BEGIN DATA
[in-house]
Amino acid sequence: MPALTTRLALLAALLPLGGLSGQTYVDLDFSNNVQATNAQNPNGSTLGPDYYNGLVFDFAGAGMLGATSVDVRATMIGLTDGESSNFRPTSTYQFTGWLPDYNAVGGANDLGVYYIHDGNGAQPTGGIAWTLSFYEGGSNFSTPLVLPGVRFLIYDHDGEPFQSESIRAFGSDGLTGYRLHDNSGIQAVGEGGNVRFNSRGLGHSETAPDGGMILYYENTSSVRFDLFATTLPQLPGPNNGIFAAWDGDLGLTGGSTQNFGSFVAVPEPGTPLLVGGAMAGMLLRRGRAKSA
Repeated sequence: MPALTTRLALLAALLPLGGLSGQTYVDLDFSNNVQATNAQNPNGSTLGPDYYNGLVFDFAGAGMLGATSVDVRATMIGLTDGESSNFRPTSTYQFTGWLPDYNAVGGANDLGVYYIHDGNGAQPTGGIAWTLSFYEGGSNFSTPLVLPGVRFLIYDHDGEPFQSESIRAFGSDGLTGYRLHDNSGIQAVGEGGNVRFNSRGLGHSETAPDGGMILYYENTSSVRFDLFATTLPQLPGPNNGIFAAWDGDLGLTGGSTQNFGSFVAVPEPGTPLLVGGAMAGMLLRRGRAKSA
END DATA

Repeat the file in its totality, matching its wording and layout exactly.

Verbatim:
[in-house]
Amino acid sequence: MPALTTRLALLAALLPLGGLSGQTYVDLDFSNNVQATNAQNPNGSTLGPDYYNGLVFDFAGAGMLGATSVDVRATMIGLTDGESSNFRPTSTYQFTGWLPDYNAVGGANDLGVYYIHDGNGAQPTGGIAWTLSFYEGGSNFSTPLVLPGVRFLIYDHDGEPFQSESIRAFGSDGLTGYRLHDNSGIQAVGEGGNVRFNSRGLGHSETAPDGGMILYYENTSSVRFDLFATTLPQLPGPNNGIFAAWDGDLGLTGGSTQNFGSFVAVPEPGTPLLVGGAMAGMLLRRGRAKSA
Repeated sequence: MPALTTRLALLAALLPLGGLSGQTYVDLDFSNNVQATNAQNPNGSTLGPDYYNGLVFDFAGAGMLGATSVDVRATMIGLTDGESSNFRPTSTYQFTGWLPDYNAVGGANDLGVYYIHDGNGAQPTGGIAWTLSFYEGGSNFSTPLVLPGVRFLIYDHDGEPFQSESIRAFGSDGLTGYRLHDNSGIQAVGEGGNVRFNSRGLGHSETAPDGGMILYYENTSSVRFDLFATTLPQLPGPNNGIFAAWDGDLGLTGGSTQNFGSFVAVPEPGTPLLVGGAMAGMLLRRGRAKSA